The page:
A bitcoin mine in Virunga National Park in the Democratic Republic of Congo is investing surplus energy into conservation efforts.

Virunga National Park in the Democratic Republic of Congo has become the first national park in the world to use Bitcoin.
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Mine will promote conservation of its forests and wildlife. Cointelegraph spoke to Sébastien Gouspillo, CEO of Big Block Green Services and the man who introduced Bitcoin mining to the park.

“Bitcoin mining saved the park from bankruptcy,” said Kouspilou, laughing, speaking via video call.

Virunga is Africa’s oldest protected park and an icon of the continent’s biodiversity. Journalist Adam Popescu’s report published in the MIT Technology Review explains that the region was plagued by problems before Bitcoin mining. From local militias to violent attacks on its animals and staff, Ebola outbreaks and kidnappings, the iconic national park has struggled to make money in recent years.

The loss of tourism after the COVID-19 pandemic was the nail in the coffin for the park, as visitors to see gorillas, other wildlife and waterfalls dried up. The article noted that about 40% of the park’s revenue comes from tourism.

When Kouspilou learned of the shooting in the park, he needed help. He met the park’s manager, Emmanuel de Merode – a Belgian prince by blood – at a castle in France in mid-2019. Kouspilou explains that he immediately recognized the main attractions of the park.

Parks can monetize abundant and underutilized natural resources to conserve them. Cowspillo explained to De Merode how Virunga could make money mining Bitcoin.

The conversation in the palace is non-stop. “It must have been hours,” Gausbillu explained. That conversation and follow-ups and a visit to the Congo eventually led to the installation of the first section of the de Merode mine in the early 2020s, which successfully generated its first funding in September of that year.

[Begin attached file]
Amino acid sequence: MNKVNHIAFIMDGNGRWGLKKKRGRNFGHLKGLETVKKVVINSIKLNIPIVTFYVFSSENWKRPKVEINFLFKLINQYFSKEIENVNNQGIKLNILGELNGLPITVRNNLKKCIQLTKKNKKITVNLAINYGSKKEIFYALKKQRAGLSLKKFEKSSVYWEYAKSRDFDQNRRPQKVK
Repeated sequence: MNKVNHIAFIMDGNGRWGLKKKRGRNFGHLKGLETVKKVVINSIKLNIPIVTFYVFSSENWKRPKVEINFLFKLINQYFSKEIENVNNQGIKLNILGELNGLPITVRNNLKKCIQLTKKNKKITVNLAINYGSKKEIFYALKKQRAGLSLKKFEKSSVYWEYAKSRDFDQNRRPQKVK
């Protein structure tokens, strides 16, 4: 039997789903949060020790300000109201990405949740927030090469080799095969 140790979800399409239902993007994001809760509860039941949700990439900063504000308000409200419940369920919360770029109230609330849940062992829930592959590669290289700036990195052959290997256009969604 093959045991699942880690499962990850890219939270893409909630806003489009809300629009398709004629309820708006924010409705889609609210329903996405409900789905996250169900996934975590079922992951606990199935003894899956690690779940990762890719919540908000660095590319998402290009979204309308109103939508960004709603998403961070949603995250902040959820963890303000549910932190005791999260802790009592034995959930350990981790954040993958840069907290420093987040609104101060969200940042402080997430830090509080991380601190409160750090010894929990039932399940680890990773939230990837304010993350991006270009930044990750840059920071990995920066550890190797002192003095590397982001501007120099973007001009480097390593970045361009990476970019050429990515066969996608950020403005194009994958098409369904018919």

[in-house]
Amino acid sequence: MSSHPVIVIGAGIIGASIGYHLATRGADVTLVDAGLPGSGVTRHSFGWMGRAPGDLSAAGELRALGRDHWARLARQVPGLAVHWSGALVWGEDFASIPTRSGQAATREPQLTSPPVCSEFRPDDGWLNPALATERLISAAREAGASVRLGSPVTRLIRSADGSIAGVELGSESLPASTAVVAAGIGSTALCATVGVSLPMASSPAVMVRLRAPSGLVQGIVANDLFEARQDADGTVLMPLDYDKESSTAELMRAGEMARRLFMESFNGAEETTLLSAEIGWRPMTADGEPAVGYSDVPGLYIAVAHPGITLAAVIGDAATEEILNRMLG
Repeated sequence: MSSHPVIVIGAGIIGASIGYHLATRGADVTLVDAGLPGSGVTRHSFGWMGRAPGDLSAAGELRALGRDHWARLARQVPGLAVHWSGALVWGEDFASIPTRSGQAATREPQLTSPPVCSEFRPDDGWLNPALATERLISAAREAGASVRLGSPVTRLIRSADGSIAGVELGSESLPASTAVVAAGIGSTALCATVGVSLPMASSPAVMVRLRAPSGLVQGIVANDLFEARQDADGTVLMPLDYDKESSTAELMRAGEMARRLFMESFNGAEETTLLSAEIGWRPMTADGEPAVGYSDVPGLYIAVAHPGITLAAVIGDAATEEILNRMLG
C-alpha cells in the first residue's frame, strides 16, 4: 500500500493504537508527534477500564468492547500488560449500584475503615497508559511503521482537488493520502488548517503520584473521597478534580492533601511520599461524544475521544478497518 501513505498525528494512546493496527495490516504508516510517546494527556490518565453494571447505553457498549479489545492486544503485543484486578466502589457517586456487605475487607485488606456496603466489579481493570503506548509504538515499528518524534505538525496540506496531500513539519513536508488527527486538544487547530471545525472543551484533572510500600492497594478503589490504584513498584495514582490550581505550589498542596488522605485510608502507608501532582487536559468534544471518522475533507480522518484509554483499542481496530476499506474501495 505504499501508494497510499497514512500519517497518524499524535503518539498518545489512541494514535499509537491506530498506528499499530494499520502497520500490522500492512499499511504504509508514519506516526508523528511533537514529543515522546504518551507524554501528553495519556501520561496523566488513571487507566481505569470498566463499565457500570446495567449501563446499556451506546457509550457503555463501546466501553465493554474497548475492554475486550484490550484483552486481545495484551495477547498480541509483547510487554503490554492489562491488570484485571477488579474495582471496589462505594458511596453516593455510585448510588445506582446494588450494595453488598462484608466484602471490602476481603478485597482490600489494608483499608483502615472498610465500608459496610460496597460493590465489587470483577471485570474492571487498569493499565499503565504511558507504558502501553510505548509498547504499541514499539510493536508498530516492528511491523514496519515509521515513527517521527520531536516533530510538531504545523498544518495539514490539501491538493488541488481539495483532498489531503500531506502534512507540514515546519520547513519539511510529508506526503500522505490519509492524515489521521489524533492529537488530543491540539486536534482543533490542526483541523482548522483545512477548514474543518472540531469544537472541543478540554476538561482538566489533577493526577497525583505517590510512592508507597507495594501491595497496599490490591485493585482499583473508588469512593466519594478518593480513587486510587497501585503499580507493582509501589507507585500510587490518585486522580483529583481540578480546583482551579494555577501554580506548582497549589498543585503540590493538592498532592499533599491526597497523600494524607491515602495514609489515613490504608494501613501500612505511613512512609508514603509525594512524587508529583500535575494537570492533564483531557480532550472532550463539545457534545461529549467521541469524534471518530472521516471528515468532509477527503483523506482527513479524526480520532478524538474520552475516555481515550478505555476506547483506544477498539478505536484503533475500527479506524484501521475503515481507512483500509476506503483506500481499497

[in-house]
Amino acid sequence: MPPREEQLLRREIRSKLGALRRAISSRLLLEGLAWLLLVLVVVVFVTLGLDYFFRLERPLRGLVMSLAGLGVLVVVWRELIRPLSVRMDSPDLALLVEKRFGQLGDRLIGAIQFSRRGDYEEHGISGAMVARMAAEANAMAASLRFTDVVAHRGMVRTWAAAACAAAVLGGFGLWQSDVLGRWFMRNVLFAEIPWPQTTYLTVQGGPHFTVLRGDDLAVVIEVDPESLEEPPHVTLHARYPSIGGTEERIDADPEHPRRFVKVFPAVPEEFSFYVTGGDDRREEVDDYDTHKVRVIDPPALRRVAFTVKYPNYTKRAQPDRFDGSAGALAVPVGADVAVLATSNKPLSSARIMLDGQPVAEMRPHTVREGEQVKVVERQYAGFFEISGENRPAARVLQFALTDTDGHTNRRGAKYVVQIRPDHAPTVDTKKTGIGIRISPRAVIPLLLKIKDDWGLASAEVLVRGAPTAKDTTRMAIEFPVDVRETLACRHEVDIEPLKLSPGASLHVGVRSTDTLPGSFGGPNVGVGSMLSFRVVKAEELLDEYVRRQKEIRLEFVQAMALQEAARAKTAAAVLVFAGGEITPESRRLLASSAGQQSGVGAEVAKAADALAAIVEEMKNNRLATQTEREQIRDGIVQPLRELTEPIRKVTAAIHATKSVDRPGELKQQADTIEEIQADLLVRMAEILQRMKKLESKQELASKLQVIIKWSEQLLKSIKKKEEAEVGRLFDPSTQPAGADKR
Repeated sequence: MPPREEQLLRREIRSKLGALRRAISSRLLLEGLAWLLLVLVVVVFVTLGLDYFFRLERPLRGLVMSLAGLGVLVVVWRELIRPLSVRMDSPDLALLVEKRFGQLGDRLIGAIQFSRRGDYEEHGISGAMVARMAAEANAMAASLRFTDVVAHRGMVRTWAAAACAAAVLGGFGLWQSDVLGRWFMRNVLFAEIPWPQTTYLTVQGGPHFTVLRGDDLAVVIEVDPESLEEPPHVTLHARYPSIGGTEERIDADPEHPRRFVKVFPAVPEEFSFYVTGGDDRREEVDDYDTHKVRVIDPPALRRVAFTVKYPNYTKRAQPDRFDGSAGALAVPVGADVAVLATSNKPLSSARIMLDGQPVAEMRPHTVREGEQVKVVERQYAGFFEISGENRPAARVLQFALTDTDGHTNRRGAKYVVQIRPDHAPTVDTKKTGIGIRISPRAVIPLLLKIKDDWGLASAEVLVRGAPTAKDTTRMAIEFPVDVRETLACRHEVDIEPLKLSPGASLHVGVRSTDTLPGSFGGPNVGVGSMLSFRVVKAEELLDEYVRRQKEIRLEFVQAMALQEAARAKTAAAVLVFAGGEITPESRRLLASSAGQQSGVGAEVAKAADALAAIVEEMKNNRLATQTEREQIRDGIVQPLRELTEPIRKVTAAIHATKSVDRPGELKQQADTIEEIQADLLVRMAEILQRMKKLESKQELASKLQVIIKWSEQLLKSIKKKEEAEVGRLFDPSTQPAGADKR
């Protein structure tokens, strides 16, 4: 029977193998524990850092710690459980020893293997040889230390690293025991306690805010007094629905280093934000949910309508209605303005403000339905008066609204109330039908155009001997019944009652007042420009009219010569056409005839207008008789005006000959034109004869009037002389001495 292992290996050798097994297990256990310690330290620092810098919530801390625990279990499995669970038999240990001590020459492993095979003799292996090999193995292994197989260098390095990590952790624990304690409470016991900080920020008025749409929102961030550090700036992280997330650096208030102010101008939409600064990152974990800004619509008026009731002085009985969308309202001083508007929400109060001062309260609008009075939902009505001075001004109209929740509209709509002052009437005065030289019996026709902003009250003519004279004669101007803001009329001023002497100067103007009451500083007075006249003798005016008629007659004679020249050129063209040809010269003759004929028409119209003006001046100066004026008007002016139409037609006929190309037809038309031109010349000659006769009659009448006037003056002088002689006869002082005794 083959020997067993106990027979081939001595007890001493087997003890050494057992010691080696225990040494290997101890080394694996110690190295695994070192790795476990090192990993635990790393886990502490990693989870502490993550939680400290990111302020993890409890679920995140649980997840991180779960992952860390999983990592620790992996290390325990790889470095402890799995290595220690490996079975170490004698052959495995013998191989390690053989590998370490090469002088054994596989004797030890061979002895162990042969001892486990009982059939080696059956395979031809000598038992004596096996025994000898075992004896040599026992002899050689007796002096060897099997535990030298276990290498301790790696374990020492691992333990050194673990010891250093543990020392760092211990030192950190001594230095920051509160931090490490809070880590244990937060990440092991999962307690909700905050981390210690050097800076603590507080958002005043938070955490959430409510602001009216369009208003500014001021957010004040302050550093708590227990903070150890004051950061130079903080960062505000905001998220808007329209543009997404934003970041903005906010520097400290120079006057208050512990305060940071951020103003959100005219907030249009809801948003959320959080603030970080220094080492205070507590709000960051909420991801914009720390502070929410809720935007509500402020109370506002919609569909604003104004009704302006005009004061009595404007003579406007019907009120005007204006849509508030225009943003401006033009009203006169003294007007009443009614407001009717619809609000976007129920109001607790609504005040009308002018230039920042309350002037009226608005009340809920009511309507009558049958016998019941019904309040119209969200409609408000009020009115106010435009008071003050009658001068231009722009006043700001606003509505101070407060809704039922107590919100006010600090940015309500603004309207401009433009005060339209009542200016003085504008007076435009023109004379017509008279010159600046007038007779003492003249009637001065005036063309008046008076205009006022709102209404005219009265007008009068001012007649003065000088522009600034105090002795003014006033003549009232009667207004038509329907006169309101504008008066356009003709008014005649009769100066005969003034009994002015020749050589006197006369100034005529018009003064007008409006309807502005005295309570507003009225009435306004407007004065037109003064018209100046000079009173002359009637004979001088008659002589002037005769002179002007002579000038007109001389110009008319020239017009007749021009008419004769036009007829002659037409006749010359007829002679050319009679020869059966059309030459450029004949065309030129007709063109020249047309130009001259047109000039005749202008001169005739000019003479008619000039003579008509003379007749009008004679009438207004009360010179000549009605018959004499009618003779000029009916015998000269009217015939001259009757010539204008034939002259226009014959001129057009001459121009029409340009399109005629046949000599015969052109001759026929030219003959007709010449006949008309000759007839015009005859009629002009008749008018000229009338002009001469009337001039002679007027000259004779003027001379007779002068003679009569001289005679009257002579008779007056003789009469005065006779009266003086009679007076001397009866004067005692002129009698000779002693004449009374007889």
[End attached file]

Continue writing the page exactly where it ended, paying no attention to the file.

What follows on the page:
After about three years, the park has made a lot of money from Bitcoin. For the months leading up to the 2021 bull run, the park was paid more than $150,000 a month — almost all of it to cover lost tourism revenue.

Virunga’s bitcoin mining is a unique, yet cost-effective solution to protecting the park’s biodiversity. Bitcoin mining is a thriving industry, but Virunga’s mine is unique in its use of clean energy: green technology surrounded by lush rainforests.

The mine is powered by one of the park’s three hydroplants, a sustainable source of electricity that has long been used to power neighboring towns. The site employs eight full-time employees who work in shifts managing forest miners working on site. Brave rangers protect the base — a story that inspired a Netflix documentary.

The site has 10 shipping containers, each holding 250 to 500 rigs. Virunga uses three of these bowls, the remaining seven are cowpilo. As part of the deal, Kauspillu buys Virunga’s power, but keeps the Bitcoin mining.

Additionally, as Gouspillou explains, existing Bitcoin mining is part of a “global plan” that will include more promotional measures. Additional power stations will also be set up in the park, he explained, to connect local communities to electricity and of course mine more bitcoins.

De Merode believes the project will be successful despite the bear market. It is true that some Bitcoin miners are vulnerable to the bear market of 2022, but de Merode is in a unique position: the park does not consider the value of Bitcoin, but rather invests Bitcoin with surplus energy, which otherwise has no value. Available.

Also, there is less risk of losing Bitcoin (or private keys) if de Merode is killed in the process. More than 200 park rangers, or rangers, have been killed since 1996 – and de Merode was shot twice during a trip to Goma in 2014.

Source: CoinTelegraph